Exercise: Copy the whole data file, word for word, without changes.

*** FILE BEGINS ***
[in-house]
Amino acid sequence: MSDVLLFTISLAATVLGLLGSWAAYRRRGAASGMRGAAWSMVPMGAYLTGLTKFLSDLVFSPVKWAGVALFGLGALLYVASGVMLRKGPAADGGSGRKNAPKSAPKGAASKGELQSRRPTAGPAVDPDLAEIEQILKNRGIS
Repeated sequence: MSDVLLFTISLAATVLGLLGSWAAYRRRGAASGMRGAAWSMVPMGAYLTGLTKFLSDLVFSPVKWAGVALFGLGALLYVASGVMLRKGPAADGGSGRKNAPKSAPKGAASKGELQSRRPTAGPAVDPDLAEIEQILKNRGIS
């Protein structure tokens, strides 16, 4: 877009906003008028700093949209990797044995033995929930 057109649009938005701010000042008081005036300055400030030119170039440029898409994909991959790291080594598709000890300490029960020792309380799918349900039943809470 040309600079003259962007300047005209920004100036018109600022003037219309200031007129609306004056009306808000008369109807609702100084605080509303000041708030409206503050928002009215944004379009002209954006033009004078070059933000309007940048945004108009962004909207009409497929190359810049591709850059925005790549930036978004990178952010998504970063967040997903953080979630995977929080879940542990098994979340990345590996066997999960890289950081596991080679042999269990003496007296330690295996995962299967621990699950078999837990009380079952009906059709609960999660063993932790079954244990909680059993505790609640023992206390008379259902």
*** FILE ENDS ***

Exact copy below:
[in-house]
Amino acid sequence: MSDVLLFTISLAATVLGLLGSWAAYRRRGAASGMRGAAWSMVPMGAYLTGLTKFLSDLVFSPVKWAGVALFGLGALLYVASGVMLRKGPAADGGSGRKNAPKSAPKGAASKGELQSRRPTAGPAVDPDLAEIEQILKNRGIS
Repeated sequence: MSDVLLFTISLAATVLGLLGSWAAYRRRGAASGMRGAAWSMVPMGAYLTGLTKFLSDLVFSPVKWAGVALFGLGALLYVASGVMLRKGPAADGGSGRKNAPKSAPKGAASKGELQSRRPTAGPAVDPDLAEIEQILKNRGIS
């Protein structure tokens, strides 16, 4: 877009906003008028700093949209990797044995033995929930 057109649009938005701010000042008081005036300055400030030119170039440029898409994909991959790291080594598709000890300490029960020792309380799918349900039943809470 040309600079003259962007300047005209920004100036018109600022003037219309200031007129609306004056009306808000008369109807609702100084605080509303000041708030409206503050928002009215944004379009002209954006033009004078070059933000309007940048945004108009962004909207009409497929190359810049591709850059925005790549930036978004990178952010998504970063967040997903953080979630995977929080879940542990098994979340990345590996066997999960890289950081596991080679042999269990003496007296330690295996995962299967621990699950078999837990009380079952009906059709609960999660063993932790079954244990909680059993505790609640023992206390008379259902």